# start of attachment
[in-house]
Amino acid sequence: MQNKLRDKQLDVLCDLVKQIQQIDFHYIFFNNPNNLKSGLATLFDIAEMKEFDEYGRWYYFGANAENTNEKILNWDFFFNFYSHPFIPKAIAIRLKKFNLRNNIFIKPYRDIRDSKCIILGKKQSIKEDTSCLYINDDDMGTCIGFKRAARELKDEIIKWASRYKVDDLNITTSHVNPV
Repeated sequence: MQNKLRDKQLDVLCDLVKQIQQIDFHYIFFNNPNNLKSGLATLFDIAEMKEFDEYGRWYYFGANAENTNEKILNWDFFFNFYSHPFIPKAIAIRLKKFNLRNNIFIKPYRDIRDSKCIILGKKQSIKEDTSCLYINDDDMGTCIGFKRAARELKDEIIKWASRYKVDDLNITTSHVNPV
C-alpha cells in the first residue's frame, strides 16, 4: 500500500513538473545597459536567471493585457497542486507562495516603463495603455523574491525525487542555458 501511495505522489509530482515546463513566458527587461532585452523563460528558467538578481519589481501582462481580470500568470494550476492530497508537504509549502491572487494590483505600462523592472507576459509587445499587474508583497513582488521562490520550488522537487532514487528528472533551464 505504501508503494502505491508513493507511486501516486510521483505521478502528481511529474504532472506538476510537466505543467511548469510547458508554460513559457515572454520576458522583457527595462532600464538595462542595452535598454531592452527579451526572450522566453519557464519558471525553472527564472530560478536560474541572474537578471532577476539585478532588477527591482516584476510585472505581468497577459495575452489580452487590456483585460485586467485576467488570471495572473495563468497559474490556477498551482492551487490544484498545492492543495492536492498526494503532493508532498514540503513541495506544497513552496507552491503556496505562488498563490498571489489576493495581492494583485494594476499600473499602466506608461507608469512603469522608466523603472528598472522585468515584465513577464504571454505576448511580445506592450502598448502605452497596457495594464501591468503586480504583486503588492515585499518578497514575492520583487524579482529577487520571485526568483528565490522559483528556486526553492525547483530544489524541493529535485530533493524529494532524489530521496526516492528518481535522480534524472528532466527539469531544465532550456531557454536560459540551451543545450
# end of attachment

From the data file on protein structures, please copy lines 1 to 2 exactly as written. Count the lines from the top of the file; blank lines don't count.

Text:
[in-house]
Amino acid sequence: MQNKLRDKQLDVLCDLVKQIQQIDFHYIFFNNPNNLKSGLATLFDIAEMKEFDEYGRWYYFGANAENTNEKILNWDFFFNFYSHPFIPKAIAIRLKKFNLRNNIFIKPYRDIRDSKCIILGKKQSIKEDTSCLYINDDDMGTCIGFKRAARELKDEIIKWASRYKVDDLNITTSHVNPV